Campaign Stories: Wiliken 7

With Jean-Baptiste freed and returned to his human form, the five souls needed only to exit the abattoir they’d found themselves in. Wiliken and Jurgen had explained that the entrance was not an option, recounting the ambush that had taken place there at the beginning of the battle. Jurgen added that he sensed the doors were barred by mystic wards outside of the building. Douglas noted that were there any means of shutting off this spell from inside, he and Wiliken would have certainly found it while attempting to override the force field.

As they spoke, the mysterious Jean-Baptiste slowly paced the perimeter of the pit. Though they exchanged many words, Wiliken doubted Jean-Baptiste caught even one, for he appeared to be in a deep concentration. As he walked, his hand slid along the wall.

“Explain your friend,” Wiliken said to Douglas.

“Jean-Baptiste is a druid,” Douglas said. “It is not uncommon for his type to take animal form.”

“So, why didn’t he change back to human and save us all the trouble?” Wiliken asked, growing angry that he’d risked so much for a raving woods walker.

“The collar on his neck contained a powerful enchantment which bound him to camel form.”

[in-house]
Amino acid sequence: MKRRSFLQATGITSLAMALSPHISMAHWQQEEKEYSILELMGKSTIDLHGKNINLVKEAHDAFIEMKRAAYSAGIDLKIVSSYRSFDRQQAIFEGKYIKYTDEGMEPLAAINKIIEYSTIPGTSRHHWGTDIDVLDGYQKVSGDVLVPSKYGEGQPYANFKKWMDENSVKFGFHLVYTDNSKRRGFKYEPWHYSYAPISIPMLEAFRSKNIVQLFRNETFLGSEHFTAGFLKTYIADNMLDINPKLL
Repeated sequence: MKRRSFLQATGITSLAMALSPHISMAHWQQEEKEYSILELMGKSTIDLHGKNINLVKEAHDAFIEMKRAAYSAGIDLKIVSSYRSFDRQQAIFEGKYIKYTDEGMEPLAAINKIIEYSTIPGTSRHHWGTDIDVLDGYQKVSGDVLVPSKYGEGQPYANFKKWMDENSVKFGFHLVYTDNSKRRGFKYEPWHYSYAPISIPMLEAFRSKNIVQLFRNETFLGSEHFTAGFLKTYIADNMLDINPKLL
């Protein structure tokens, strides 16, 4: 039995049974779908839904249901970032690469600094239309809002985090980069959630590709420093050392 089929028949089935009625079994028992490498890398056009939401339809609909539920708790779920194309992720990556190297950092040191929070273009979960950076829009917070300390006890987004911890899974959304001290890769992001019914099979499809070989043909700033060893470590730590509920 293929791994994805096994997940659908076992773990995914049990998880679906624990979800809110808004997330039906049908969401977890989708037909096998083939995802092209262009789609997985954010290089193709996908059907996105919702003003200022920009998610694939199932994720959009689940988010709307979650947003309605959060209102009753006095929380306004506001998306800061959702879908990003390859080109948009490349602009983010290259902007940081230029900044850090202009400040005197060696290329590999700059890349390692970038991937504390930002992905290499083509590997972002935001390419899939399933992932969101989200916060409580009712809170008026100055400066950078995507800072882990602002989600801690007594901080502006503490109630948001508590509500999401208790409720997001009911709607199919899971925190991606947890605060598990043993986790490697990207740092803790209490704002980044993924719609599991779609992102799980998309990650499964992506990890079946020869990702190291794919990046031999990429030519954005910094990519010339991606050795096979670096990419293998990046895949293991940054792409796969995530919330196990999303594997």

“And what is he doing now?”

At that moment, Jean-Baptiste stopped, placing one foot heavily down on the sand. His hand slid forward slightly, stopped, and then pushed on the wall, all as if of its own volition. The earth beneath them groaned and there was the hissing of sand falling.

“Finding a way out,” Jean-Baptiste said, and he pointed to the cage where once he was held.

For you too were once a slave.

The cage had sunk into the earth some, and the hissing came from the sand attempting to fill in the hole. As Wiliken watched, the cage continued to sink. This was when the githzerai realized that he was looking at the elevator they used to transport the pit animals into their sparring arena. He dashed forward and jumped atop the cage, which was now at knee-level, claiming the spot where once he’d thought he could fend off the beasts that converged on their camel friend. This, of course, was before his arrogance nearly killed him.

“Hop on,” Wiliken urged his allies. “Before the fall becomes too treacherous.”